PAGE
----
Colin Check

The crowd that gathered on April 22 for the Decemberists' gig at the Fillmore Auditorium was dominated by college agers who looked as if they'd decided to take a break from writing a paper for their semiotics class or post-grad couples looking for a little intellectual stimulation in advance of the more carnal sort. In other words, smart people into smart music -- and the headliners provided plenty of the latter. Colin Meloy and his compatriots aren't the most scintillating live act, but the gig proved that brains, charm and sincerity can take performers a long way.

The opening act, My Brightest Diamond, set the stage for the evening as a whole. The trio exists to share the music of frontwoman Shana Worden, a onetime Sufjan Stevens associate who's an intriguing performer in her own right. She's blessed with a quirky stage presence and a voice that ranges from a husky near-baritone to the girlish squeals she unleashed amid the concluding "Freak Out," from her 2006 platter Bring Me the Workhorse (on the Ashthmatic Kitty imprint). She was generally less convincing while rocking out, as she did on this last ditty, than negotiating the quieter, darker passageways provided by compositions such as "Magic Rabbit" and "Workhorse," her best number, which found her playing a vintage keyboard rather than her usual guitar. Even when the material didn't entirely come together, however, she was never less than thought-provoking -- a good sign.

Shortly thereafter, the Fillmore's lights dimmed and the speakers echoed with the sounds of quasi-martial chorale music -- a Meloy touch if ever there was one. Once the track had run its course, the Decemberists emerged, clad in the sort of garb that wouldn't have been out of place a century ago. Meloy wore a suit jacket, drummer John Moon chose a dark collared shirt, guitarist Chris Fink topped himself off with a straw hat, bassist Nate Query went with a vest and tie, and organist Jenny Conlee styled her hair in as matronly a manner as possible. From a distance, she could have passed for Frances McDormand as she looked playing the young hero's mother in Almost Famous.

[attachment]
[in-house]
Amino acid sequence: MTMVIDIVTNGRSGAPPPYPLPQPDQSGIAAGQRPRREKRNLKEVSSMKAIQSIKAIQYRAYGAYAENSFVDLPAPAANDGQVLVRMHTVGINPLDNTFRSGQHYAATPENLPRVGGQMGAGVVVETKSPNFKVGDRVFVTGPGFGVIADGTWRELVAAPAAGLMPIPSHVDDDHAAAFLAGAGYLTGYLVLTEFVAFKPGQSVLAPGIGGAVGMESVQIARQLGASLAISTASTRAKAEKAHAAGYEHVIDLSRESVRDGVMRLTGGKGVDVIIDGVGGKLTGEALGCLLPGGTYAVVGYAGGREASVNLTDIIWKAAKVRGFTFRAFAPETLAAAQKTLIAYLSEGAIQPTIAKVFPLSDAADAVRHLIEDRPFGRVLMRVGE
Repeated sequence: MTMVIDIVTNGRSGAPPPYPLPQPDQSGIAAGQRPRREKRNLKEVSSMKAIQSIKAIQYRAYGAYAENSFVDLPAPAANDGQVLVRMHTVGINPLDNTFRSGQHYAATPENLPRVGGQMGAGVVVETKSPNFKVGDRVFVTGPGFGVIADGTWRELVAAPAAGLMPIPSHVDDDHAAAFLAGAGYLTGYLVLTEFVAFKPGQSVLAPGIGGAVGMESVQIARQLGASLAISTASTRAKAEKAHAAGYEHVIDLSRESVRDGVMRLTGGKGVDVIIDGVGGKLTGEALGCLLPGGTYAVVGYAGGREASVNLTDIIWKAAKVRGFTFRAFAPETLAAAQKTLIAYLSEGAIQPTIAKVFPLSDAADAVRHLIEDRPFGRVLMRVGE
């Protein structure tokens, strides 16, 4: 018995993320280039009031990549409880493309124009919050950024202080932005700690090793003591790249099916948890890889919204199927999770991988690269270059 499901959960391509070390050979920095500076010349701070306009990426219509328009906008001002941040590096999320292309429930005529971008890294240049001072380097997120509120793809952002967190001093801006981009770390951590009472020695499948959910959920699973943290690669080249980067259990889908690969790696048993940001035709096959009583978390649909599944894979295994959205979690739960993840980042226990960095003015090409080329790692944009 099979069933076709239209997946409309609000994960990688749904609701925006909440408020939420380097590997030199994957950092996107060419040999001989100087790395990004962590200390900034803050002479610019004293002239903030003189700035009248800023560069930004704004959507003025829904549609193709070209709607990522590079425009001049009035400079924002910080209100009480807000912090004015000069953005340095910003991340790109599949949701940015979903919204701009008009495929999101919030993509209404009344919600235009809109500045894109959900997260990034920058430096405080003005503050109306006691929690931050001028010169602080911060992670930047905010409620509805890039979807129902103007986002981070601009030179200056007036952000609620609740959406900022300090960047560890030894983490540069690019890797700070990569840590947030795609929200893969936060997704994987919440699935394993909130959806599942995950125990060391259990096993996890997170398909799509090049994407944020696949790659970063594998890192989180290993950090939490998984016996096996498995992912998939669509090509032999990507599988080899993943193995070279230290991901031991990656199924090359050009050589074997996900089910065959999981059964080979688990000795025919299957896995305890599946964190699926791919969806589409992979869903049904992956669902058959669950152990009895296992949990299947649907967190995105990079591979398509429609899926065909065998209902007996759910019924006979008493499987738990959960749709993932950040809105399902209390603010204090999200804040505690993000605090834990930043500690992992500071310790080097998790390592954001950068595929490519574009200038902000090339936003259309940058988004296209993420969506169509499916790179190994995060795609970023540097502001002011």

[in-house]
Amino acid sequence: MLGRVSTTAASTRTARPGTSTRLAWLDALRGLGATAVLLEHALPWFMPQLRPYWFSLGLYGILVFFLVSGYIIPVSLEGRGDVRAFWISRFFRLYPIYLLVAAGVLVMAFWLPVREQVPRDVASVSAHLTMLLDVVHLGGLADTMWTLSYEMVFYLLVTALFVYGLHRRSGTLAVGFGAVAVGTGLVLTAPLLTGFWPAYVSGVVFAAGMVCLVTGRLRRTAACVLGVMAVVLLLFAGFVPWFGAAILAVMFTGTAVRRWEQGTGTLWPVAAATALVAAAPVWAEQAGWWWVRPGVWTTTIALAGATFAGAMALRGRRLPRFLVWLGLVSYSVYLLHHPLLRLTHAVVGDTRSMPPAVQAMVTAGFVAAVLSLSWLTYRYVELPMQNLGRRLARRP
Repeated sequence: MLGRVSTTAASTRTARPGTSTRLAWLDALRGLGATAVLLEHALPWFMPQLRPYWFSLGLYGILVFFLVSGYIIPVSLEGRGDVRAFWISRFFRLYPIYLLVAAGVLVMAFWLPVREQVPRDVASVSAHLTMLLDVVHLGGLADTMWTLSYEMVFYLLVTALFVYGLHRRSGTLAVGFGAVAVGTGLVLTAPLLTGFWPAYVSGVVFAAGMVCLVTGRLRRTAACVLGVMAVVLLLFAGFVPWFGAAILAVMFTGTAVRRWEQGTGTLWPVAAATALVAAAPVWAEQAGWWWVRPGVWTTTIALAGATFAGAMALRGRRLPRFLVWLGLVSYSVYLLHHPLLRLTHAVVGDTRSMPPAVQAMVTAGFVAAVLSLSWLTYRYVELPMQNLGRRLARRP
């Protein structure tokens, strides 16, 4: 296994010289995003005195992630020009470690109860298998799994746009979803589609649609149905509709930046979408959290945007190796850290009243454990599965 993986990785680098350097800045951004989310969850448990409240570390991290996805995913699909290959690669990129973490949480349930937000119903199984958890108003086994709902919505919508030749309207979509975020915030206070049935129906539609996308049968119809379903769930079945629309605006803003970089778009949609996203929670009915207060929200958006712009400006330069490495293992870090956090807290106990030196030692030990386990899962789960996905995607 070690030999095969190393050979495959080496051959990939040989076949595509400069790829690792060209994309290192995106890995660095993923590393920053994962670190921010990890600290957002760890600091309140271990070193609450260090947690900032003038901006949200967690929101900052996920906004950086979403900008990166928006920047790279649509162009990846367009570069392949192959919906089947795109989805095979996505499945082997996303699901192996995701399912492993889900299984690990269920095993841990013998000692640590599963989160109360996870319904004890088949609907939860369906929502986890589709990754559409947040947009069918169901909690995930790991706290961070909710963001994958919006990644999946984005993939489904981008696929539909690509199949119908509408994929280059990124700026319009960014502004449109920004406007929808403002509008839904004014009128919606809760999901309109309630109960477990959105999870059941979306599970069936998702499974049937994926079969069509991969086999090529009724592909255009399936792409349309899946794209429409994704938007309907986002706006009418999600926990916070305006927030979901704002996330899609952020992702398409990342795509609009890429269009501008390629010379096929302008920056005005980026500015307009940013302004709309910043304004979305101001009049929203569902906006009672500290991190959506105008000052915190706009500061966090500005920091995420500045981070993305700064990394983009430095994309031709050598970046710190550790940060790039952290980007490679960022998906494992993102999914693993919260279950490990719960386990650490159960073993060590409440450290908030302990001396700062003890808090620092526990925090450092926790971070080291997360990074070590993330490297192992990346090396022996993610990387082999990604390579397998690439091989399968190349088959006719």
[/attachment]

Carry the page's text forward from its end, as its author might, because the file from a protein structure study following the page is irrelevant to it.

Meloy noted that he'd been ill the last time the band had been in Denver. The players had cut the concert short as a result -- and he promised to make amends by singing and strumming right up to the Fillmore's "curfew." Then he launched into "The Crane Wife 1," a slow-builder from the combo's commercial breakthrough, The Crane Wife, that showcased his narrative abilities. He's an eager storyteller who tempts parody with his earnestness; indeed, the first line he sang ("It was a cold night") was mighty close to the way Snoopy begins all his stories when he's in his world-famous-author guise ("It was a dark and stormy night"), and he loves tossing out ten-dollar words like "arabesque" and "parapets." Yet his keening voice and fresh-scrubbed persona tend to make his ambitions seem delightful, not drab.

That said, Meloy doesn't exactly inhabit the characters he constructs. Instead, he tells their tales as something of an outsider even when he's operating in the first person. On disc, he compensates for such distancing with dramatic arrangements and studio flair that's difficult to translate live. Hence, many of the tunes at the Fillmore reverted to their English folk origins, leaving drummer Moon to provide the lion's share of the dynamics. He typically did so via the sort of tom-tom beats that Jack Black warned the young percussionist in School of Rock to avoid, on the grounds that they were too George of the Jungle. In this case, though, a little jungle boogie was much appreciated.

Unsurprisingly, material from The Crane Wife was spotlighted most often, with the Decemberists doing justice to the epic medley "The Island: Come and See: The Landlord's Daughter; You'll Not Feel the Drowning," not to mention "Yankee Bayonet (I Will Be Home Then)," which featured a duet between Meloy and Worden. (In advance, the group sang a rousing "Happy Birthday" to her; she'd announced the occasion earlier, and even provided a few party favors.) "The Shankill Butchers" was trotted out, too, and if the erstwhile murder ballad didn't have quite enough edge to really stick in the memory, it was quirky enough to get by.

Still, the most diverting offerings were culled from Crane Wife's predecessor, Picaresque. The players put all their affection into "The Infanta," "On the Bus Mall" and, especially, "16 Military Wives," which Meloy transformed into a cheeky variation on an audience-participation singalong. He asked the throng to divide into two halves, with a bit of a gap between the opposing sides, and then asked the people on the boundaries to scowl at their opponents while shaking their fists in the air. At one point, he announced with maximum wryness that the assemblage looked like "a British soccer riot."

In fact, those present actually resembled a bunch of twenty-somethings having a giggle at a well-worn concert convention. The joke was as smart as everything else that went on at the show, which made up in cleverness what it lacked in genuine emotion. -- Michael Roberts